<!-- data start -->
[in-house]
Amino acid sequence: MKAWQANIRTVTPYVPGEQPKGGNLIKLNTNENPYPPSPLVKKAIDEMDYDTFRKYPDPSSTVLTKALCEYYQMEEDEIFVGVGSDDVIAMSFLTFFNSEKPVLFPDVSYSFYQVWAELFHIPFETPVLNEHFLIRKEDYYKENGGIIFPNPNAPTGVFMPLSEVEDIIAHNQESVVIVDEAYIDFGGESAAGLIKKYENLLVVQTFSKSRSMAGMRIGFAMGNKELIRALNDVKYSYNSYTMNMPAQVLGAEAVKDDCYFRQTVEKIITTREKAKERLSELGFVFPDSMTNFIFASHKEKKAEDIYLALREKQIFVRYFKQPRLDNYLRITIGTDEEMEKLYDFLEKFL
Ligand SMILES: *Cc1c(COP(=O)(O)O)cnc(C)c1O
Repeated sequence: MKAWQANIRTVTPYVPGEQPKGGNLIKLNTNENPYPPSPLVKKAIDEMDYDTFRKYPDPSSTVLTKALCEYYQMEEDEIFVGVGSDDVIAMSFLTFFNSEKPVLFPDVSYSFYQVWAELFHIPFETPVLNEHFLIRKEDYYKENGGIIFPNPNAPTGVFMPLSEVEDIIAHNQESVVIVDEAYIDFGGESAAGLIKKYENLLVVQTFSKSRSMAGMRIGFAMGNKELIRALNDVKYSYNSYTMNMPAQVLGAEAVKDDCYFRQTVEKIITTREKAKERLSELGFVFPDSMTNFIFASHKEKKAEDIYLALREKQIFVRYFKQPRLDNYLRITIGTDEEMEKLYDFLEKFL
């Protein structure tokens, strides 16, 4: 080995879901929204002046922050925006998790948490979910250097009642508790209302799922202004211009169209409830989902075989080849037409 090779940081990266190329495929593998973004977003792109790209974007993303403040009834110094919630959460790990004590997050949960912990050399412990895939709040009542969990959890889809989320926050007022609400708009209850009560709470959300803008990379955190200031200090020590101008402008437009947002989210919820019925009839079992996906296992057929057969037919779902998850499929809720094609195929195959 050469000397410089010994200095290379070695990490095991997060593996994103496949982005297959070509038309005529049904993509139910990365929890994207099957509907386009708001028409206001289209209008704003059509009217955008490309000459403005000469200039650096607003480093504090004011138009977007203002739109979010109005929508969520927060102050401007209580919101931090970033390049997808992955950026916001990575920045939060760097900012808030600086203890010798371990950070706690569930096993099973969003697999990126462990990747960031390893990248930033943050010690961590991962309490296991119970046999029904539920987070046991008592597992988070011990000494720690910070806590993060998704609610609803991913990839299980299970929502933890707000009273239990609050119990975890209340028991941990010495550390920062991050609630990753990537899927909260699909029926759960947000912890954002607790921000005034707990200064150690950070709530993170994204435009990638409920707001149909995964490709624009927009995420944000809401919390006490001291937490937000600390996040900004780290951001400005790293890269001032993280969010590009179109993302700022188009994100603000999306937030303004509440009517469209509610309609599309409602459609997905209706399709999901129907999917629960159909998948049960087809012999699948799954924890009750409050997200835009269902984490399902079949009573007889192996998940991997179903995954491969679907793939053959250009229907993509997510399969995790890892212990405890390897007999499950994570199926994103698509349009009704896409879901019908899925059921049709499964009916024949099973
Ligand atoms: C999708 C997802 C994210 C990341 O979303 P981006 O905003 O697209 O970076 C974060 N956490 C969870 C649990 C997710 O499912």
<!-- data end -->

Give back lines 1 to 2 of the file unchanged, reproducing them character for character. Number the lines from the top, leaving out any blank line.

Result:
[in-house]
Amino acid sequence: MKAWQANIRTVTPYVPGEQPKGGNLIKLNTNENPYPPSPLVKKAIDEMDYDTFRKYPDPSSTVLTKALCEYYQMEEDEIFVGVGSDDVIAMSFLTFFNSEKPVLFPDVSYSFYQVWAELFHIPFETPVLNEHFLIRKEDYYKENGGIIFPNPNAPTGVFMPLSEVEDIIAHNQESVVIVDEAYIDFGGESAAGLIKKYENLLVVQTFSKSRSMAGMRIGFAMGNKELIRALNDVKYSYNSYTMNMPAQVLGAEAVKDDCYFRQTVEKIITTREKAKERLSELGFVFPDSMTNFIFASHKEKKAEDIYLALREKQIFVRYFKQPRLDNYLRITIGTDEEMEKLYDFLEKFL